Forms of government are formal ways of establishing values and behavior. Around government, there has been in my life time almost constant conversation about “culture wars.” Are Americans in a 300+ year long experimentation in creating a new culture? Do the routine expressions of American pride in our form of government and our laws really express a new thing in the world, or do they express a way of life that is not accessible by those in the wrong caste in this land?
I would not expect you to be keeping up with the controversies this past year over the Advanced Placement US History course, but perhaps you have heard about it. Over a year ago, the AP Board changed the US history course from what had been a fairly traditional course on names, dates and places of US history, laws, acts, treaties–with the overriding expression of American Exceptionalism. The new course that went into effect this past year was a documentary course in US history. The focus was on teaching students to read the primary documents of US history and to think and write critically about what they found there. The backlash was heard all across the country with accusations of revisionism and attempts to undermine American patriotism. A group of historians wrote a letter criticizing the course saying:
“This interpretation downplays American citizenship and American world leadership in favor of a more global and transnational perspective. … Gone is the idea that history should provide a fund of compelling stories about exemplary people and events. No longer will students hear about America as a dynamic and exemplary nation, flawed in many respects but whose citizens have striven through the years toward the more perfect realization of its professed ideals.”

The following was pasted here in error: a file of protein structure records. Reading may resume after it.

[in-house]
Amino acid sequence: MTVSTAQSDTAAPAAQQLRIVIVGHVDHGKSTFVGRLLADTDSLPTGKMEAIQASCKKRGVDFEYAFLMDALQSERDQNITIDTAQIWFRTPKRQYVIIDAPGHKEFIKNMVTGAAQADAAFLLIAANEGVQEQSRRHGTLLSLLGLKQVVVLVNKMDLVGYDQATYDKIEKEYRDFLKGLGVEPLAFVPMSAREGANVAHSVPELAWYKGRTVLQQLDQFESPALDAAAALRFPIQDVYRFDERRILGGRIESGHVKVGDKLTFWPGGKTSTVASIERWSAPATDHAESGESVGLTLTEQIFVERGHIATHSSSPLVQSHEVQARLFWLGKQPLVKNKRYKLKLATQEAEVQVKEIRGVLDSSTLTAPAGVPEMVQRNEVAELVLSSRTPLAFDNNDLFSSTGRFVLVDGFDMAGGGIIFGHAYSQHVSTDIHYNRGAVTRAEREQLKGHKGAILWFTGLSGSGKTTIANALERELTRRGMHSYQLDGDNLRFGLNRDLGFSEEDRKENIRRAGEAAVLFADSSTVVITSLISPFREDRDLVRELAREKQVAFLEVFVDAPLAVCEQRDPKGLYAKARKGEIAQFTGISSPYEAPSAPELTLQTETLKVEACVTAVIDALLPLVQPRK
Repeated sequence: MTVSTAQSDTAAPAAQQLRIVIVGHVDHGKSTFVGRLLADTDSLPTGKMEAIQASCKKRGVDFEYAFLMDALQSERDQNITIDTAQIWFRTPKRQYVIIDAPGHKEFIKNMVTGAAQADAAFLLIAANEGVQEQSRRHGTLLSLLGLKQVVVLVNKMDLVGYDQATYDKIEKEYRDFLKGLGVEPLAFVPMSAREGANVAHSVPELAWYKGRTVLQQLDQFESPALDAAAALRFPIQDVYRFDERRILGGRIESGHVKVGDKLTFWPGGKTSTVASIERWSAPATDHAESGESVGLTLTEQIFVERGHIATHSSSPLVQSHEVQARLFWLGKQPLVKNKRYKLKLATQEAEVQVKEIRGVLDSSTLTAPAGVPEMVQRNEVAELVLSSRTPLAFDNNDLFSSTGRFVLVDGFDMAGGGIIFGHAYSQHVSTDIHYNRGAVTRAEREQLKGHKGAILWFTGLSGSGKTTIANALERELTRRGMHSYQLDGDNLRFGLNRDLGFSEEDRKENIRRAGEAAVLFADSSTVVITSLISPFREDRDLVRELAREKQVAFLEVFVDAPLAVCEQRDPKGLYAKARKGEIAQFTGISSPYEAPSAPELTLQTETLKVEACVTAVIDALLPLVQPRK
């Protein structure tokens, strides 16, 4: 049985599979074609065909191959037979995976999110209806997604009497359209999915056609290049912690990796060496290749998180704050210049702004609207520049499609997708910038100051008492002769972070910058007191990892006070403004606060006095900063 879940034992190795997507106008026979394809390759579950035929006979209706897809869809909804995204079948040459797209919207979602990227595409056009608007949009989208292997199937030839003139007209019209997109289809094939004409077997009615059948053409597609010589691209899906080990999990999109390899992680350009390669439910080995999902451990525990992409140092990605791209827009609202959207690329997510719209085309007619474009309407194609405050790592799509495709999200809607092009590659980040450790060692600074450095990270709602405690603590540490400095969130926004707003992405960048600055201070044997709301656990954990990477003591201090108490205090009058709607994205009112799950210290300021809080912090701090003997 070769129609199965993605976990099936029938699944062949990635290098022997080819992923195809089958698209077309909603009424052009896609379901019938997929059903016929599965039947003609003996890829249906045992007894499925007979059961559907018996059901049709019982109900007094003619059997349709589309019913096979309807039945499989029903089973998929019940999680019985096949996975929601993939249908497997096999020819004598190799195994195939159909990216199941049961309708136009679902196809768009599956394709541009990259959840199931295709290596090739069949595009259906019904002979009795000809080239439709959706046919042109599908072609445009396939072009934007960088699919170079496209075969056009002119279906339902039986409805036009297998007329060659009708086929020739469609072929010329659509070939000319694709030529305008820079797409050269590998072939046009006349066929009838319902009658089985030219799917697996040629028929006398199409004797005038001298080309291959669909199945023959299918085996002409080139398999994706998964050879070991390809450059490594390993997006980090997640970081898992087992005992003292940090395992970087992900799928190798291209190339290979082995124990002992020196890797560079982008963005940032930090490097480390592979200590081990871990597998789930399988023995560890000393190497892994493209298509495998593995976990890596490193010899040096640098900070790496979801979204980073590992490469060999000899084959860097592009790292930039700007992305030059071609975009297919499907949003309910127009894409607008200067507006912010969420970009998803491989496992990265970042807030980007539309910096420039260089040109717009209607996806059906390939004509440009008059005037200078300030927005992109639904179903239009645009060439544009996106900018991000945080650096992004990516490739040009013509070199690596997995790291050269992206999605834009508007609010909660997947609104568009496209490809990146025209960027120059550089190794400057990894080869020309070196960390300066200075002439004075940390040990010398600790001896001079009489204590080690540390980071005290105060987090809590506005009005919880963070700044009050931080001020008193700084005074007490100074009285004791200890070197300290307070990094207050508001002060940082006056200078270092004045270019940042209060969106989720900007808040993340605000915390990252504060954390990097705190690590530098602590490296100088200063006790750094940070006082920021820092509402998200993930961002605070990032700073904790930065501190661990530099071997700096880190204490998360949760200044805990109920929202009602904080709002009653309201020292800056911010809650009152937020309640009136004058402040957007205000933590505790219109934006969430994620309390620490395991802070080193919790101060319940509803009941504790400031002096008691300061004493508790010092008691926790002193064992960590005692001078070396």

We have in this skirmish over curriculum a cultural fight over not just what our government looks like, but how we shall describe it (language), which stories we shall tell and how (the arts), what values we have and how we enact them, and whether the American thing will be seen as the work of the Divine in the world (religion). Ta-Nahesi Coates informs me with a different story about what it means to have a black body that is broken at every turn living in this country.
One of the candidates running for President in 2016 has made the statement that the motto “In God we Trust” indicates the most important American virtue. Clearly, that is a personal belief for the candidate, but it fails to understand how religions inform and shape communities in the culture and sub-culture groups.
For Unitarian-Universalists, what might the important virtues and practices be which are informed by our religion?